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State First Lady visits Suffolk Head Start Center

After greeting Suffolk Head Start Center staff, Delegate Clinton Jenkins and state Sen. Louise Lucas, Virginia First Lady Pam Northam got to the heart of her visit — the four children to whom she would be reading.

“Hi! How are you guys? I’m so happy to be here today,” Northam said to the children, part of  Chyretta Ferrill’s and Monchel Stallins’ class. “Are you hiding a smile behind your mask? I bet you are. I’m hiding a smile too.”

Northam’s visit Oct. 15 was part of her annual school opening tour, which was interrupted after she and Gov. Ralph Northam tested positive for COVID-19.

It was the first of two stops in Western Tidewater for the state’s first lady, as she also visited Hardy Elementary School in Isle of Wight County. Like all visitors to the center, she wore a mask and had her temperature taken.

In Suffolk, she read the book, “Jabari Tries,” outside the entrance to the center, one of eight locations of The Children’s Center, before briefly walking through the school and touring its covered outdoor space.

Rosalind Cutchins, executive director of The Children’s Center, noted that the covered outdoor space allows the school to keep children safe. The playground has also been divided up at the Suffolk Head Start Center so that children do not play in mixed groups. It has been keeping children in pods in order to prevent cross-contamination.

“We recognize that we will have COVID, but we are trying to minimize that as much as possible,” Cutchins told Northam while socially distanced on the covered outdoor playground.

Cutchins expressed her appreciation to Jenkins and Lucas for early childhood education funding in the state budget, noting the challenge of operating during the coronavirus pandemic.

“With all these additional expenses, it’s hard enough as it is,” Northam said.

Northam credited the efforts of the Obici Healthcare Foundation in helping educate children. The foundation awarded the Children’s Center an Early Childhood Education Grant to fund the Early Childhood Education Partnership. The initiative began in fall 2018 and is a partnership between the foundation and the University of Virginia.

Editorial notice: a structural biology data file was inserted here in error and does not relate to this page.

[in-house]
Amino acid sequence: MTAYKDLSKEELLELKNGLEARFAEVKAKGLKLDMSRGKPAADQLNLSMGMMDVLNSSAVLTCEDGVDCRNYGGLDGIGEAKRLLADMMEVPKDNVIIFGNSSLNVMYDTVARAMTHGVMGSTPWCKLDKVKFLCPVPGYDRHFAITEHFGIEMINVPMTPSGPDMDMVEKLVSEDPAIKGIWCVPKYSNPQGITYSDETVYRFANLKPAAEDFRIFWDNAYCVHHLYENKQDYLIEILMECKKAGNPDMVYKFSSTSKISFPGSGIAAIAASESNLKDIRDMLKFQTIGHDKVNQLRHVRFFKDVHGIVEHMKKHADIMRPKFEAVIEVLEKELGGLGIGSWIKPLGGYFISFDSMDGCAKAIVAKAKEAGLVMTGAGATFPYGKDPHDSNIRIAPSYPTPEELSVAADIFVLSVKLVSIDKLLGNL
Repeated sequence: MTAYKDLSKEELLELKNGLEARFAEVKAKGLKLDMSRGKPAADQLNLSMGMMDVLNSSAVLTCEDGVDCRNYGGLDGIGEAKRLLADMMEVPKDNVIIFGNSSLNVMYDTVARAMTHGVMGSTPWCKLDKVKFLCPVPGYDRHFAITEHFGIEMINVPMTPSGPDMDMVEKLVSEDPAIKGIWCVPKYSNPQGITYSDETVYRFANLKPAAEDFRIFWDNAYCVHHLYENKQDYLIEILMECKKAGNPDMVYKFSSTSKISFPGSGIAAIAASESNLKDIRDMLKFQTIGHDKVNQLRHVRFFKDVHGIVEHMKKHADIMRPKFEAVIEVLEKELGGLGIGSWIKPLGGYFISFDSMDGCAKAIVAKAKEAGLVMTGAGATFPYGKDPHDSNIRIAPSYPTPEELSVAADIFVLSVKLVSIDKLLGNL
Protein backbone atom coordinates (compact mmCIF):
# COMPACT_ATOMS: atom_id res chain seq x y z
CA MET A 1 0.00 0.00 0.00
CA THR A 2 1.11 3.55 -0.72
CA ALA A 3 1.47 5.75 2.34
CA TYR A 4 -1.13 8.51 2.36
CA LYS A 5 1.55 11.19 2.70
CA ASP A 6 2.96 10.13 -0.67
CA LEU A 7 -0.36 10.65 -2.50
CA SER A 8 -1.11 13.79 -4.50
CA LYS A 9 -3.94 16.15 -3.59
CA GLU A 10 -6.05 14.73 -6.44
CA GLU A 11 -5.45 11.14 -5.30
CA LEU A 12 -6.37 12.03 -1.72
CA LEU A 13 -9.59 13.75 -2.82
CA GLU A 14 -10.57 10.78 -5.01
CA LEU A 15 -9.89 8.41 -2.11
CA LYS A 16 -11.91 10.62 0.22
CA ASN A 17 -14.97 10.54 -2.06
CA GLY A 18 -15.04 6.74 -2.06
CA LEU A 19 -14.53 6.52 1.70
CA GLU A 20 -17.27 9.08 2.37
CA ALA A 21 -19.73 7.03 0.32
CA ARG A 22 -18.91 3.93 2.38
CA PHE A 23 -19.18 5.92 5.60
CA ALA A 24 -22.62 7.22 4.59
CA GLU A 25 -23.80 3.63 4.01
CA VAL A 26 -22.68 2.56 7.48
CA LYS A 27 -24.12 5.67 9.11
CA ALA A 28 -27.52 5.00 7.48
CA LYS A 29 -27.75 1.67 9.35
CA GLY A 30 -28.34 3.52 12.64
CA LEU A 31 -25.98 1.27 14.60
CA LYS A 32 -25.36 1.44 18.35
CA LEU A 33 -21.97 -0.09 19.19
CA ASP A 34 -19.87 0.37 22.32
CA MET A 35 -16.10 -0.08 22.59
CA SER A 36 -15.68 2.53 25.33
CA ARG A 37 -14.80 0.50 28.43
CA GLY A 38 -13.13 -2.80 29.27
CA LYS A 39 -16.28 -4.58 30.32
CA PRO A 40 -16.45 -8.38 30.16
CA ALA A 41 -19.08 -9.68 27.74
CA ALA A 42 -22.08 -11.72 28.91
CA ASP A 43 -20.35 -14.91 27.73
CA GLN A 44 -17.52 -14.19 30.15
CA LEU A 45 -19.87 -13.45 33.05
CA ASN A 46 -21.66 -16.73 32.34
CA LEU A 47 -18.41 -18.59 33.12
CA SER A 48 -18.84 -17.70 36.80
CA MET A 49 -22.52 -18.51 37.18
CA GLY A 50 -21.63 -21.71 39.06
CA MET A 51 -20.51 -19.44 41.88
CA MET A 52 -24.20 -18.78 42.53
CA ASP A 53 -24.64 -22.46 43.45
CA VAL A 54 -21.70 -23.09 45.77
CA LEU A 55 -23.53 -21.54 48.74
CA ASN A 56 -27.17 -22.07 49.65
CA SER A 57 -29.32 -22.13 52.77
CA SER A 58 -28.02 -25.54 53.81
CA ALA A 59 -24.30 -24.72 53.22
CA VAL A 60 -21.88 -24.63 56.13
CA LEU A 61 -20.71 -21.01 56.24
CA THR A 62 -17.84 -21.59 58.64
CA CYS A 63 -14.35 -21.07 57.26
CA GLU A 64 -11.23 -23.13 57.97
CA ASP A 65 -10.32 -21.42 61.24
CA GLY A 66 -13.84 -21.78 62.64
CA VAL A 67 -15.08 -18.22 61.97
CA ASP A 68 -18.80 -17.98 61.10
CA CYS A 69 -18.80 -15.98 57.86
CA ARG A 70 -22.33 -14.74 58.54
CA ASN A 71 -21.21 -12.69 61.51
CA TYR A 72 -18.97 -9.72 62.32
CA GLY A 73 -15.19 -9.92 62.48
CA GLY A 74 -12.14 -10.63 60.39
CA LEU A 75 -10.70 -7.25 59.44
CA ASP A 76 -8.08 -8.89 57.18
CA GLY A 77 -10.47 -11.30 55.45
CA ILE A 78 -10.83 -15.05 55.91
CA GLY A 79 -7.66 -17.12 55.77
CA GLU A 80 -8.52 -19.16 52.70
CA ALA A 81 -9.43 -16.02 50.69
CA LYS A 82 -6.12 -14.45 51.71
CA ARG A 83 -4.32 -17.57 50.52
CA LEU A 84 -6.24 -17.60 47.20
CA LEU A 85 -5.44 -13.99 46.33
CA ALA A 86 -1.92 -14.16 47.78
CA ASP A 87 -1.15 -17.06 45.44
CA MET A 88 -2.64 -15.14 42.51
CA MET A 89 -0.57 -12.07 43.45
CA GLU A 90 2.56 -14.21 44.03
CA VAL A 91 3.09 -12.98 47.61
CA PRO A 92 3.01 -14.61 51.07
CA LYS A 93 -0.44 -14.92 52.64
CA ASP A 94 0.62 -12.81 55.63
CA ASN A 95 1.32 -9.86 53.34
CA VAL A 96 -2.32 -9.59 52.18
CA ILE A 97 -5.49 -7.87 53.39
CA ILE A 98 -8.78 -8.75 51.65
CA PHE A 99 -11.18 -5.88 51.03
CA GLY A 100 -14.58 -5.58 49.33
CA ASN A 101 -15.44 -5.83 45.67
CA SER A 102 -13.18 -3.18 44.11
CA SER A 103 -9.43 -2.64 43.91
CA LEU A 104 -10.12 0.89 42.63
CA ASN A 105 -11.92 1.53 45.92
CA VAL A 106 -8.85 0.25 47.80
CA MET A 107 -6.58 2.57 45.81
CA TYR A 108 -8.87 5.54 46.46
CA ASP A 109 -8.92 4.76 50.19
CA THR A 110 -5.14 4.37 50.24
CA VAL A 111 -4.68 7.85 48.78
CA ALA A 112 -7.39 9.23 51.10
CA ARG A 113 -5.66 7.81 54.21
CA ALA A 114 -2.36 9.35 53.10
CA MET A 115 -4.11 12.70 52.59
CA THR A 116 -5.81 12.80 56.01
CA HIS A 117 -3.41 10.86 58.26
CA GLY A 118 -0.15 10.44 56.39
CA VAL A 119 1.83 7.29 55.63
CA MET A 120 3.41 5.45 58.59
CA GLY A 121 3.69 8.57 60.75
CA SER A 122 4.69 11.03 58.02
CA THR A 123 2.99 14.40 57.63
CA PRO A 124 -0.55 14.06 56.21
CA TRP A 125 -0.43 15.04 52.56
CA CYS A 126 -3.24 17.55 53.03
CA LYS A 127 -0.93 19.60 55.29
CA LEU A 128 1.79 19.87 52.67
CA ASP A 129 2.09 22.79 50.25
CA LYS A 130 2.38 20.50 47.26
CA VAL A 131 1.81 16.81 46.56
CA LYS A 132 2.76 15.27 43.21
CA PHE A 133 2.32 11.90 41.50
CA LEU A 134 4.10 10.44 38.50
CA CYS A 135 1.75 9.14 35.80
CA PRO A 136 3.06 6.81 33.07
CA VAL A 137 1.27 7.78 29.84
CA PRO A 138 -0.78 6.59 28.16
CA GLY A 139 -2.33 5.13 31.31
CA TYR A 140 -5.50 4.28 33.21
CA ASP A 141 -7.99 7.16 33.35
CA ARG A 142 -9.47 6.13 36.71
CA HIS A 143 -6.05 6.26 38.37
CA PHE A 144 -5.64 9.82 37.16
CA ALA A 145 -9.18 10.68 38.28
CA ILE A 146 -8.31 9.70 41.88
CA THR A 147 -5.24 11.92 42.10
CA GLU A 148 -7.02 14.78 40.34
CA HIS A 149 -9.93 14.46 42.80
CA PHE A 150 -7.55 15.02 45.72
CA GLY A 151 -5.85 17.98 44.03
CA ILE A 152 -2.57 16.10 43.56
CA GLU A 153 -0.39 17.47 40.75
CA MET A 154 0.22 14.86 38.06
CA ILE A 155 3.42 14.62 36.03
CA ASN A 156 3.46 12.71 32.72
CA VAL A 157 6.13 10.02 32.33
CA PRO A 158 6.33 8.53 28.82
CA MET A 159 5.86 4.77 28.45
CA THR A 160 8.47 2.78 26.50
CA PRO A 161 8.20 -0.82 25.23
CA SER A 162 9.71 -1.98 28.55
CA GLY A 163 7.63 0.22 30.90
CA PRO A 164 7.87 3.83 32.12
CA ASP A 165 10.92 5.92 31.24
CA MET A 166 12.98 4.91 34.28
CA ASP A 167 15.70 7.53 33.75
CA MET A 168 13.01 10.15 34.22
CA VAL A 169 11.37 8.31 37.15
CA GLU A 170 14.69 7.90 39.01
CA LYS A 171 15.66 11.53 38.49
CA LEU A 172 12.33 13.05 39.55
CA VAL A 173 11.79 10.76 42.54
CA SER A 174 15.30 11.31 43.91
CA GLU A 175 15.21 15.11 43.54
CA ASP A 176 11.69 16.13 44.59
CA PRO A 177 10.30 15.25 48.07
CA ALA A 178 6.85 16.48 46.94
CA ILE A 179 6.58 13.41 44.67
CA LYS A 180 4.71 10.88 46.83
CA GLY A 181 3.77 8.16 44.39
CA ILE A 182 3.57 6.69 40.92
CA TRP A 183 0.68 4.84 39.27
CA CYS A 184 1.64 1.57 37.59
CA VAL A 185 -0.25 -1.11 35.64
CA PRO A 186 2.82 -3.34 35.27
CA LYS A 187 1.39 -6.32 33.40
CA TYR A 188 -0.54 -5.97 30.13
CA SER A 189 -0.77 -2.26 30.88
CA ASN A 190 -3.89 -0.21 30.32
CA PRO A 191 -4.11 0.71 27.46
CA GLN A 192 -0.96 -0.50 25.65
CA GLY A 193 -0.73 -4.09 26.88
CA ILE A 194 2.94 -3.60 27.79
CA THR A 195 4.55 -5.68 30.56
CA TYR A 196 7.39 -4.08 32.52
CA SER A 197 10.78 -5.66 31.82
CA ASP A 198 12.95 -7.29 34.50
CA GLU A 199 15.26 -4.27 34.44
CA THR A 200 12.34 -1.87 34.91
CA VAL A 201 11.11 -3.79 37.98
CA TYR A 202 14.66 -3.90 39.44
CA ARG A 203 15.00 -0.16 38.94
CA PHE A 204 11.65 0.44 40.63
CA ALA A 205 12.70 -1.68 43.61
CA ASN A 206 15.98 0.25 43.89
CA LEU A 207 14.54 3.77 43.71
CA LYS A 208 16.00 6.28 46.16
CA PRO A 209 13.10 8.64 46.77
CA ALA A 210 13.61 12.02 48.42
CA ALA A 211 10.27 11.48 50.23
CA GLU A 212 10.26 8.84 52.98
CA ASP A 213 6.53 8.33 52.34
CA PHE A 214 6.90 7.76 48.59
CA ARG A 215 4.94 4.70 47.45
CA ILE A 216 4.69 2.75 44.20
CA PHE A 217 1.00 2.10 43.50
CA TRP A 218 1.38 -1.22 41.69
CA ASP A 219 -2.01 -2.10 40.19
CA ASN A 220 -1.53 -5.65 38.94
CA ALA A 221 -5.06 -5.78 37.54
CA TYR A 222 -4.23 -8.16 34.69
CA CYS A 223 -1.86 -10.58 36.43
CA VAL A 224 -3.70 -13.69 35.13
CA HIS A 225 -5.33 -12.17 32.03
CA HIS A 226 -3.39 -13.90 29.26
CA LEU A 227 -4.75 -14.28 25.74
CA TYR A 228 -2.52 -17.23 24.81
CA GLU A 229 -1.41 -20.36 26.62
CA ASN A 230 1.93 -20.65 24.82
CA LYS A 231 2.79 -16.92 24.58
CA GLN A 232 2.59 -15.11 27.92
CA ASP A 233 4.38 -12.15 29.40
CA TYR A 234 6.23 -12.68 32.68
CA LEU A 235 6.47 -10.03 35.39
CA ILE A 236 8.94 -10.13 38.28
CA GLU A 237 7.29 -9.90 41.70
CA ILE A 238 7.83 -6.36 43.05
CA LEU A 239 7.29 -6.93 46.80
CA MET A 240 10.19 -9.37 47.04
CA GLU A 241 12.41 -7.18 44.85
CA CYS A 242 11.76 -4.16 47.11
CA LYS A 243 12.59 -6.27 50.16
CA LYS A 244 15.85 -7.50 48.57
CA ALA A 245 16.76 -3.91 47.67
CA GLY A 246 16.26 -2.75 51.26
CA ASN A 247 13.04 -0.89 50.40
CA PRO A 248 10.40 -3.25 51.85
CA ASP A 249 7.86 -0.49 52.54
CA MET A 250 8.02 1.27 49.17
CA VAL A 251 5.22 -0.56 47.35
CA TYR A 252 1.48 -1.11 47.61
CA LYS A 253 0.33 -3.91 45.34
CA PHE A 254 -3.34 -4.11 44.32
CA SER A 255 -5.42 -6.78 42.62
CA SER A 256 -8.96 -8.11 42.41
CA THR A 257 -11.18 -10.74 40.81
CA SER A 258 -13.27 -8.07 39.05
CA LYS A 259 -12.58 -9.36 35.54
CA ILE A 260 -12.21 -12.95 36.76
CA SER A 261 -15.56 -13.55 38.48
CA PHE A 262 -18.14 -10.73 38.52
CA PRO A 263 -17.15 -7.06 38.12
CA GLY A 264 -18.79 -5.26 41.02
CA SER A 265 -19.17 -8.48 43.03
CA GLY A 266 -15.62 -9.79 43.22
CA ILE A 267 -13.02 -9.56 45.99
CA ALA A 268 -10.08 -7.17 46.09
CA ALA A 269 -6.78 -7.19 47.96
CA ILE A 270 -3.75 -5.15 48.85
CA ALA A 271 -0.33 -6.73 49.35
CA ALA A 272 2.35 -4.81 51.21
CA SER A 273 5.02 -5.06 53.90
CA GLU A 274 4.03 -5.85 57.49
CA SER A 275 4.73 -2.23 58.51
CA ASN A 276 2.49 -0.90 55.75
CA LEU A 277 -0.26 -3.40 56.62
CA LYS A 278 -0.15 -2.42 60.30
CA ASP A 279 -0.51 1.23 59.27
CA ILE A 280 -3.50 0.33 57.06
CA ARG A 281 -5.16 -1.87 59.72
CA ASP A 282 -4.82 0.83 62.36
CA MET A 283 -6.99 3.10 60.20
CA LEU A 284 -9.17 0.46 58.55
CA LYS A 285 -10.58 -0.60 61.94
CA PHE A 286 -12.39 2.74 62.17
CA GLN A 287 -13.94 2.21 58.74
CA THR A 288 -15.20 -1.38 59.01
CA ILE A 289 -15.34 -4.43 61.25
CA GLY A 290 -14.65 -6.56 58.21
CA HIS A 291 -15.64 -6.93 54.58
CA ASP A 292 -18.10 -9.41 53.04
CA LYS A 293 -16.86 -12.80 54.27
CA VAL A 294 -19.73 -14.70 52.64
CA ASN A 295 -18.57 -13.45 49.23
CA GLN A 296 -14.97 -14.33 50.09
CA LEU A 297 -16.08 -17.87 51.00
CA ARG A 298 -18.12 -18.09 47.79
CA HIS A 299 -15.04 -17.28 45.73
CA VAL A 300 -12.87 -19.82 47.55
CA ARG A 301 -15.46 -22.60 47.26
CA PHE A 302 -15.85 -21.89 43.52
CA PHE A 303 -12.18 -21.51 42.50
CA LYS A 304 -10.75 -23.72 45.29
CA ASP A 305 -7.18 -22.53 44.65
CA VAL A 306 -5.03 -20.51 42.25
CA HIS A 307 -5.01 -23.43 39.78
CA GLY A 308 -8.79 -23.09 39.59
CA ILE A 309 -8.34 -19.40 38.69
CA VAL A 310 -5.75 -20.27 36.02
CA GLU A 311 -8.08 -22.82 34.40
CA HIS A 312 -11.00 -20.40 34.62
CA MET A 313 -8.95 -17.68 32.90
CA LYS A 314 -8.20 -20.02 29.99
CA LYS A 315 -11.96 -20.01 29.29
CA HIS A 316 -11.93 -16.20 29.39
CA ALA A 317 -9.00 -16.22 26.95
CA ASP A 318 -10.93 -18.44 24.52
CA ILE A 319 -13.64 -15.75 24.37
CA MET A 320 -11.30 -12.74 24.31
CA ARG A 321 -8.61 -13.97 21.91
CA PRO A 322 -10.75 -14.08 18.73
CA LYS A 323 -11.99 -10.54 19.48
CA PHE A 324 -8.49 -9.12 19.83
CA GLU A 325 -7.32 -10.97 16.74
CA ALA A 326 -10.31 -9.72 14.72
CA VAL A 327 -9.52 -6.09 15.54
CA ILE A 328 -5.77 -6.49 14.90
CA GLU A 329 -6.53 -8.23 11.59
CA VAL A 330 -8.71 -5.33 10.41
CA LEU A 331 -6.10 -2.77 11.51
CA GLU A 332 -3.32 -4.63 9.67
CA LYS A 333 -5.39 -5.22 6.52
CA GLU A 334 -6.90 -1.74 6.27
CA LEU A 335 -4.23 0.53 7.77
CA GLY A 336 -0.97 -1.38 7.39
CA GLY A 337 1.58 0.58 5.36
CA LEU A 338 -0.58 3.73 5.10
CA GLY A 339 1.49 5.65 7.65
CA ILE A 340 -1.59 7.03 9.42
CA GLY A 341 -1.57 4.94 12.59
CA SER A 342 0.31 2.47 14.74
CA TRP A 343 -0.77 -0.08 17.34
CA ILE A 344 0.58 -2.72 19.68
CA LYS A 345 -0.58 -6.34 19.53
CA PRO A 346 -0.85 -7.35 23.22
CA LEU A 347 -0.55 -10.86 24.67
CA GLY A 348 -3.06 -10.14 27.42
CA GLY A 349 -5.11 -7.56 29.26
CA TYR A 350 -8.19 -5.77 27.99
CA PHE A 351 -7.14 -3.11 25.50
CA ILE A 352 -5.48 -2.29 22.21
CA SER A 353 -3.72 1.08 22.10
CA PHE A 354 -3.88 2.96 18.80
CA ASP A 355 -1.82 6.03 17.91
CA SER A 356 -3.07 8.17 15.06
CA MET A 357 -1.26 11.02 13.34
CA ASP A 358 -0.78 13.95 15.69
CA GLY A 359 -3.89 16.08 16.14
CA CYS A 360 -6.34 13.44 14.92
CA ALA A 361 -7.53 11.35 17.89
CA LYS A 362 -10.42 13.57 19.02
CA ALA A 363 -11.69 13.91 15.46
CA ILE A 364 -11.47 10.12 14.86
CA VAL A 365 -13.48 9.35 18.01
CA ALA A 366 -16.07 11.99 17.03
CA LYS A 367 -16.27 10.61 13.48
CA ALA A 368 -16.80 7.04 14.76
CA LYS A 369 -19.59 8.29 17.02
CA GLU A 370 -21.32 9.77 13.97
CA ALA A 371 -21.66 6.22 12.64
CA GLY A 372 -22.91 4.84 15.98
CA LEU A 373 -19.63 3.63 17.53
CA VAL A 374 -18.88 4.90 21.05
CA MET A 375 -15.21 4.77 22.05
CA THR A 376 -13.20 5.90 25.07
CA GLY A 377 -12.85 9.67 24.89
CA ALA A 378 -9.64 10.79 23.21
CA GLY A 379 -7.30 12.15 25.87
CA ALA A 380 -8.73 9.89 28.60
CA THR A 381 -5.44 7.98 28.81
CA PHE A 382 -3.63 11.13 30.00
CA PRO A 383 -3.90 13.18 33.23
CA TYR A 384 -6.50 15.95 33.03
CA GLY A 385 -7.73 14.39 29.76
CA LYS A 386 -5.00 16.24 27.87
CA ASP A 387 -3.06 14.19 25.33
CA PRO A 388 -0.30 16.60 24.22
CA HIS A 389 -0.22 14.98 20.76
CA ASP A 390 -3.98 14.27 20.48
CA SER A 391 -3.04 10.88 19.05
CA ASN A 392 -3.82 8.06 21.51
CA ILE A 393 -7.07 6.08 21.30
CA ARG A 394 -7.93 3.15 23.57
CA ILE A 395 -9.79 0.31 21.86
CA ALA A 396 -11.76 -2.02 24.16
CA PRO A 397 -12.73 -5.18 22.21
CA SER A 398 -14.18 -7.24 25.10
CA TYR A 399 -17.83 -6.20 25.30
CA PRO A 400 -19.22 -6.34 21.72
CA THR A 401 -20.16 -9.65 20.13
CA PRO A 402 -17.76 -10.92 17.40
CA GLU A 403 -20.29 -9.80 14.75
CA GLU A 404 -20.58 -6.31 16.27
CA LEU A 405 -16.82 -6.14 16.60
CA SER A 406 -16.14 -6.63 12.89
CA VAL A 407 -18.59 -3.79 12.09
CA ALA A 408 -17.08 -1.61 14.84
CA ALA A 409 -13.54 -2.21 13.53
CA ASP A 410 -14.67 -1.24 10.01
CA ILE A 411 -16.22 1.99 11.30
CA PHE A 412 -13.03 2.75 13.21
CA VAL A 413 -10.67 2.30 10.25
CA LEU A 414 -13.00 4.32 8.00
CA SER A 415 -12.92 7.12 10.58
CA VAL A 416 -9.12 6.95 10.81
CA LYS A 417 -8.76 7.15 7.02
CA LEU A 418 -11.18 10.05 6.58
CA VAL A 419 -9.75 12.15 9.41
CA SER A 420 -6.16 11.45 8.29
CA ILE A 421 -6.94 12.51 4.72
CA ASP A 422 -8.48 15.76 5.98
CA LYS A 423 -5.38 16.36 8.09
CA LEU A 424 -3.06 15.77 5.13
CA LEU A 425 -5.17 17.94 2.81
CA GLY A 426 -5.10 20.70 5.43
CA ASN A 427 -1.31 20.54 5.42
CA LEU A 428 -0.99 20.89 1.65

Earlier this year, the foundation awarded The Children’s Center a $419,072 for a three-year grant to improve the quality of its Early Head Start program, expand the number of home visiting spots and grow their capacity to better measure the impact across Early Head Start and the home visiting program. It also awarded the center a $50,000 Healthy Behaviors Grant to fund a playground for Early Head Start Extended Duration Expansion.

Northam visited the Children’s Center and Elephant’s Fork Elementary School last year to highlight the start of the initiative.

The foundation also established a COVID-19 Response Fund and announced more than $1.2 million to support non-profits, public school districts and city and county governments. The foundation gave The Children’s Center nearly $50,000 in August for cleaning and sanitation, PPE, data and equipment needed for virtual work environments.

“We appreciate Obici’s part in all of this,” Northam said. “We couldn’t do this without them.”

Northam was at the center for about 45 minutes before departing for Isle of Wight. Lucas was also with the first lady at Hardy Elementary.

The Northams announced Sept. 25 that they had both tested positive for COVID-19. The governor announced at a briefing Oct. 13 that he had just come out of quarantine the previous day. Both said they had experienced mild symptoms.

While at the center, Northam donated a box of personal protective equipment, as well as a signed book for the school and a special edition First Lady challenge coin for each child.

“You’ll be the only one in your family with one,” Northam told the children about the coin. “Won’t that be special?”

“I’m special,” one of the children said to her.

“Everyone of you are special,” Northam told the children.

One of the children presented Northam with a gift, a work of art that, at the top, said, “Thanks a bunch,” and underneath, the children’s handprints designed to look like flowers.

“This year’s going to be super special, right? Yeah, you’re going to grow, and maybe I’ll come back to visit you at the end of the year,” Northam told the children, “and you can tell me all about all the wonderful things that you’ve learned this year, right? I would love that.”